Oil Price’s Dip Challenges Energy Entrepreneurs to Rise
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Clark says he learned a fundamental lesson. “We had very early traction and we thought that traction meant a good market fit,” he says.
Project Insiders had bootstrapped itself for about $30,000 and came to the Surge program in 2014 with about 30 customers. At the end of the program, the startup had doubled its customer roster. “We were capital positive right away,” Clark says.
He began to look at expanding the business, paying more attention to talking to investors than listening to what customers needed. “I realized we weren’t solving the problem well enough,” he says. “It was just for the bullish times and otherwise not something people would pay for.”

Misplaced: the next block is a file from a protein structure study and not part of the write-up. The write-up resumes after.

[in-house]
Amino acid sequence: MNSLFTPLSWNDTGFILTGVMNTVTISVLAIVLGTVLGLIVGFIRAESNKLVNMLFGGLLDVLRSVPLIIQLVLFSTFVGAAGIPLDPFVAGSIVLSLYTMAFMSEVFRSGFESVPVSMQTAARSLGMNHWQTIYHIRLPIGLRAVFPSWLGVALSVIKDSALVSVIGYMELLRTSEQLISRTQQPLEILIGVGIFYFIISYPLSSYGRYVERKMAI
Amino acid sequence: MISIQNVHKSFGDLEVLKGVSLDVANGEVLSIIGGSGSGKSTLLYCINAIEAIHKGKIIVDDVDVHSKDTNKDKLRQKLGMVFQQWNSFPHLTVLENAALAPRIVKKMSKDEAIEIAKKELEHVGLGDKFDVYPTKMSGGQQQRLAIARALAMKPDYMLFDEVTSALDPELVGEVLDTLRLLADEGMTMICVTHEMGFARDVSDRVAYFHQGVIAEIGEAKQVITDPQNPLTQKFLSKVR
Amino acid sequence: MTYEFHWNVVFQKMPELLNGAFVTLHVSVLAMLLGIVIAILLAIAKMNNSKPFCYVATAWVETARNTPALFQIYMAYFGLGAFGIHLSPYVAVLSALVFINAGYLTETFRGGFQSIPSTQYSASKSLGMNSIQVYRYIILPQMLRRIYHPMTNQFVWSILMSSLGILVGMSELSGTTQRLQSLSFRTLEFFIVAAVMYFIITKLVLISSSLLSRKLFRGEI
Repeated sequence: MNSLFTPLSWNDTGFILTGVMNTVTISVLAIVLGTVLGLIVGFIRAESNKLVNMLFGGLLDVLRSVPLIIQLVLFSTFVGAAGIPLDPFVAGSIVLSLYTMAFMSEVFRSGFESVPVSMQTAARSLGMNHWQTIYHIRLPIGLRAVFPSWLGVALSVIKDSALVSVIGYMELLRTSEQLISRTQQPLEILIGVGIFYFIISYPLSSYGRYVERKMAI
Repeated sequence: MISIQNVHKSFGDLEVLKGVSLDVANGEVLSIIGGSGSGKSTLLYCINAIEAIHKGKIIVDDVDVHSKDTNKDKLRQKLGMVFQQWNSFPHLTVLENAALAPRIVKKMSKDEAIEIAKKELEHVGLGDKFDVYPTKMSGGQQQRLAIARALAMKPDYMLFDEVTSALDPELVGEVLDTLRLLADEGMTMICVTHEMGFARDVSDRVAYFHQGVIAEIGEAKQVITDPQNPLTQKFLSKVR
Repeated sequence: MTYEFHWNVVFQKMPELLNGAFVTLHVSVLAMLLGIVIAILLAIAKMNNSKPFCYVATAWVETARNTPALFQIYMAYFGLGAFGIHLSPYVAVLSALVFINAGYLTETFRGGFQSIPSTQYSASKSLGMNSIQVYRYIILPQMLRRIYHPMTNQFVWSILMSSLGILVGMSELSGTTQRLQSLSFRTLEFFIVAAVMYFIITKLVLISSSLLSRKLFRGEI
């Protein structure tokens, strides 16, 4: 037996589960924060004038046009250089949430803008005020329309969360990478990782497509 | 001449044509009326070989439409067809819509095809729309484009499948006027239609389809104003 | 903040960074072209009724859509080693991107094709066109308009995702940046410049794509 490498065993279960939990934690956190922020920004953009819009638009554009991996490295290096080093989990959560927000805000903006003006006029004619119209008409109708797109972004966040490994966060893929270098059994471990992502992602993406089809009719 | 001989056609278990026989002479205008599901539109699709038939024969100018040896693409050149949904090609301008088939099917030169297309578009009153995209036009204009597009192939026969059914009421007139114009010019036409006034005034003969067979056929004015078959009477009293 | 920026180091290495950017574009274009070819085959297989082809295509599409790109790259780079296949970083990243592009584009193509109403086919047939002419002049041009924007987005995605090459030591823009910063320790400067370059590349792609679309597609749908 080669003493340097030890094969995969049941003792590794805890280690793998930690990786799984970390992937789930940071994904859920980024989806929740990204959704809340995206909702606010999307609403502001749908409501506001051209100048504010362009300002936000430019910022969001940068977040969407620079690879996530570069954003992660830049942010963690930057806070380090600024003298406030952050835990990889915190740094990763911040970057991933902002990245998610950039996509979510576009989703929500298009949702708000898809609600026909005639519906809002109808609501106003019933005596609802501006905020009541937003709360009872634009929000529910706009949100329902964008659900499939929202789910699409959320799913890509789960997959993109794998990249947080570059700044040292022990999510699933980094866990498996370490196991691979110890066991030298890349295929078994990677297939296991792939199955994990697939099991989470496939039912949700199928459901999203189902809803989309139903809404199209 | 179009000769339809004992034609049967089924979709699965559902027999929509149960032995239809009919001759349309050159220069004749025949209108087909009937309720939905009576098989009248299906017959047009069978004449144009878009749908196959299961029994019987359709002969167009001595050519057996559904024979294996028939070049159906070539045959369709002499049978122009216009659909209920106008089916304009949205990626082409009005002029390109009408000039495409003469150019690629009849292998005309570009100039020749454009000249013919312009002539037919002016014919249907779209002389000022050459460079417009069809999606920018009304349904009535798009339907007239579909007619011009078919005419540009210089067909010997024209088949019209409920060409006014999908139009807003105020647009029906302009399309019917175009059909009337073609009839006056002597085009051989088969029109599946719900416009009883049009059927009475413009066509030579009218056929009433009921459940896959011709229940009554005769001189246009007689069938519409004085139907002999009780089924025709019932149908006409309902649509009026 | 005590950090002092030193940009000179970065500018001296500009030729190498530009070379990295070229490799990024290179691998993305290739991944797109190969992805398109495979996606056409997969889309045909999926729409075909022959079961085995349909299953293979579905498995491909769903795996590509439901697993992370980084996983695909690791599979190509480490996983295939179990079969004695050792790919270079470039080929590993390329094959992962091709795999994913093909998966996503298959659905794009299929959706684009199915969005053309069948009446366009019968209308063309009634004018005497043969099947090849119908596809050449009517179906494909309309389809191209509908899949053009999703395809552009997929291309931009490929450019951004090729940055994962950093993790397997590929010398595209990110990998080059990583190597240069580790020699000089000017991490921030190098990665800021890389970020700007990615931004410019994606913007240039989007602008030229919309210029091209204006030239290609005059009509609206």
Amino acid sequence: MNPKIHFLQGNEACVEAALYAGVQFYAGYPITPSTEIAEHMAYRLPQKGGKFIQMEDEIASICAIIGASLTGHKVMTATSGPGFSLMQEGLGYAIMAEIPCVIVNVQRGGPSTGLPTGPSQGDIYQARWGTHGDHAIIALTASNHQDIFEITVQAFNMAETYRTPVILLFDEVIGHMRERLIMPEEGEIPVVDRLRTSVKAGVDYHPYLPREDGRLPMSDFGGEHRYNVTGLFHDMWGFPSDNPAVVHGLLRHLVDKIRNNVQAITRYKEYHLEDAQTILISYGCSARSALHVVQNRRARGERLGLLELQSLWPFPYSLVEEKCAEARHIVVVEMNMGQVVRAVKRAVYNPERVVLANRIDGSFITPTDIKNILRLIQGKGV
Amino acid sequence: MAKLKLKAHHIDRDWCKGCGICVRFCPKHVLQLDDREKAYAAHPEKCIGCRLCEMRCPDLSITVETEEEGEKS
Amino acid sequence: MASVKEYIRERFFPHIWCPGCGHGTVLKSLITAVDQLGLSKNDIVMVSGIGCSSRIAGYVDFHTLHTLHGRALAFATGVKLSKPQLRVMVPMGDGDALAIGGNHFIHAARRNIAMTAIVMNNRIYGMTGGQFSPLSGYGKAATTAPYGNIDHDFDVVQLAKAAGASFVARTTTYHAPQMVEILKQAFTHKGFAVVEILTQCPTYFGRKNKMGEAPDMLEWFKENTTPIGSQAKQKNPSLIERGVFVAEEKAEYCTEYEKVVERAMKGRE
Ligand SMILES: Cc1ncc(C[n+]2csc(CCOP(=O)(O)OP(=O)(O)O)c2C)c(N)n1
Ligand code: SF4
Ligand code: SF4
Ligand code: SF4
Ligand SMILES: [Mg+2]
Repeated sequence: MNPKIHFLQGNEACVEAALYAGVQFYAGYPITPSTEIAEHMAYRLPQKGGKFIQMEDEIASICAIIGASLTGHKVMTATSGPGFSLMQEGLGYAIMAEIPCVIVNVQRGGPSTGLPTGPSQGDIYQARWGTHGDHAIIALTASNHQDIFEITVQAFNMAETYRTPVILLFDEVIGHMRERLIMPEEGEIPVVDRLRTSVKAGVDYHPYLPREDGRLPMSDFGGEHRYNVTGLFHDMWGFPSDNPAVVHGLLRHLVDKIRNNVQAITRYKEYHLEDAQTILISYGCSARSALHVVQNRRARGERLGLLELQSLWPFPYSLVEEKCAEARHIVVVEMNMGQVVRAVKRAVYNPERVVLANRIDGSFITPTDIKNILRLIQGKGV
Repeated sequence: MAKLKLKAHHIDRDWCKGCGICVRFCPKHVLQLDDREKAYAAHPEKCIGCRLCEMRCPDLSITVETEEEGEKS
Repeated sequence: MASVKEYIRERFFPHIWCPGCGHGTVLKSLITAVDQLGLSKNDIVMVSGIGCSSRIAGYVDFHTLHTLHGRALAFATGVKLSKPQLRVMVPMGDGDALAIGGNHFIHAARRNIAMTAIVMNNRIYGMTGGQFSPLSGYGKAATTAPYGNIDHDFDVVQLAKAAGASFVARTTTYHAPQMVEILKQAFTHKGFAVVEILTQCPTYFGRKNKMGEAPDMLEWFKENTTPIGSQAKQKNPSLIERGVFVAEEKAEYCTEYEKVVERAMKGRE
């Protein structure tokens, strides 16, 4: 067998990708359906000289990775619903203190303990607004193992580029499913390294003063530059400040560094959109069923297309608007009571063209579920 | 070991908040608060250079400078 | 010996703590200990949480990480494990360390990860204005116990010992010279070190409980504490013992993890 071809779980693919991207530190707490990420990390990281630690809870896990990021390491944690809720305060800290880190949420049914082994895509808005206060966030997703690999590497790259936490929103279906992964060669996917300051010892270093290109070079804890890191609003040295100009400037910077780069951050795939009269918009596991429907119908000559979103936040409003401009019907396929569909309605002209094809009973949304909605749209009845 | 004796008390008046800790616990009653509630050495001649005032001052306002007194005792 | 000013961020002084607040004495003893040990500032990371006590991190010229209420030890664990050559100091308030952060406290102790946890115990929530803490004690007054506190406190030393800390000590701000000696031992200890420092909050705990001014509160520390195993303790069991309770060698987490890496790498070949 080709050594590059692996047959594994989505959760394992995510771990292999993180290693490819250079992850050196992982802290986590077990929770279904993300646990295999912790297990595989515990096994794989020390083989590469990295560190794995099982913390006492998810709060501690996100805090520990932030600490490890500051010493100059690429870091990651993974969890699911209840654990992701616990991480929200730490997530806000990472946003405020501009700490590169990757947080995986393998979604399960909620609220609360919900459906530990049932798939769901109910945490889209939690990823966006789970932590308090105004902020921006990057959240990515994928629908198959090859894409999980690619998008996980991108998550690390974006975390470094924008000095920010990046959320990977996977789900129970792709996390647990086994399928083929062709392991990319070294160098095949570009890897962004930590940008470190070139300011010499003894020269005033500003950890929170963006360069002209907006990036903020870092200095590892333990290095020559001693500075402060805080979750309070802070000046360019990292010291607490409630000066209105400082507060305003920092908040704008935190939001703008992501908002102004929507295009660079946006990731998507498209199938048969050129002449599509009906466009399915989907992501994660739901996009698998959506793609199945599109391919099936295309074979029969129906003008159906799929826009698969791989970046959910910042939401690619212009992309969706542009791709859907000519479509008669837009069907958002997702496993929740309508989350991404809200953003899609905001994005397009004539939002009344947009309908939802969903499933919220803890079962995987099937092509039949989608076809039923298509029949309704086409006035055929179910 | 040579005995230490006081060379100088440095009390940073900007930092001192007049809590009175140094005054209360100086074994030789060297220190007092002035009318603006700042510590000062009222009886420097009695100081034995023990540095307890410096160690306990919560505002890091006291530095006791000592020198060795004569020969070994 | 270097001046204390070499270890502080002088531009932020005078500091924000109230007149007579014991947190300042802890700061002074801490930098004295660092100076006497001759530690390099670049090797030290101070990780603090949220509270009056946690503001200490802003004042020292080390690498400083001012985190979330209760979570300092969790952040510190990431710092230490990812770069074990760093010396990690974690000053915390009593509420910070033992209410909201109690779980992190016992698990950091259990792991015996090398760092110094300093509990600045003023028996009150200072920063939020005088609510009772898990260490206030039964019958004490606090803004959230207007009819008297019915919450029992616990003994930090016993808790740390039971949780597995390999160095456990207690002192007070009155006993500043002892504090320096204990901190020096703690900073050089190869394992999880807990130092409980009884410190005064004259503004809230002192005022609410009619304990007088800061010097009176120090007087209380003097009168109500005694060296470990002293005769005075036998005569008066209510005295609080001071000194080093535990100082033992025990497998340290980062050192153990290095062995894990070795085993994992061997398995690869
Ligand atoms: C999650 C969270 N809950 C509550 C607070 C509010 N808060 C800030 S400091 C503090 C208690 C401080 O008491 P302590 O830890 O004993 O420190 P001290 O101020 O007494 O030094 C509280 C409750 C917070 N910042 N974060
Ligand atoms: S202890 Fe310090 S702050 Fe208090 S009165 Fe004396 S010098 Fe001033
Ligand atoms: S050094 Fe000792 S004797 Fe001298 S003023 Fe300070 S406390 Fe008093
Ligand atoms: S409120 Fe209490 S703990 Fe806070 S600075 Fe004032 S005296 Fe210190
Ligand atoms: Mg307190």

Still, one entrepreneur’s downturn is another’s opportunity. “Whenever everyone was going full steam, it was hard to get their attention,” says Dane Witbeck, founder and CEO of Meshify, which makes an Internet of Things device that connects typical industrial components such as sensors or tanks in order to better monitor them. “They were making money and there was not a lot of incentive to change.”
With companies in distress, Meshify is getting a lot more interest from managers looking for cost savings. Witbeck says the company is also selling to the environmental monitoring and insurance industries.
James McDonough founded another Surge startup, SEEForge, which makes an app that digitizes reporting paperwork for safety inspections and other reviews that take place at remote industrial sites such as oil and gas platforms. “We had multiple supermajor projects put on hold,” he says of the industry’s largest companies.
Bu, he added that they have so far been able to ride the tumult because their software can also be used by companies in other industries.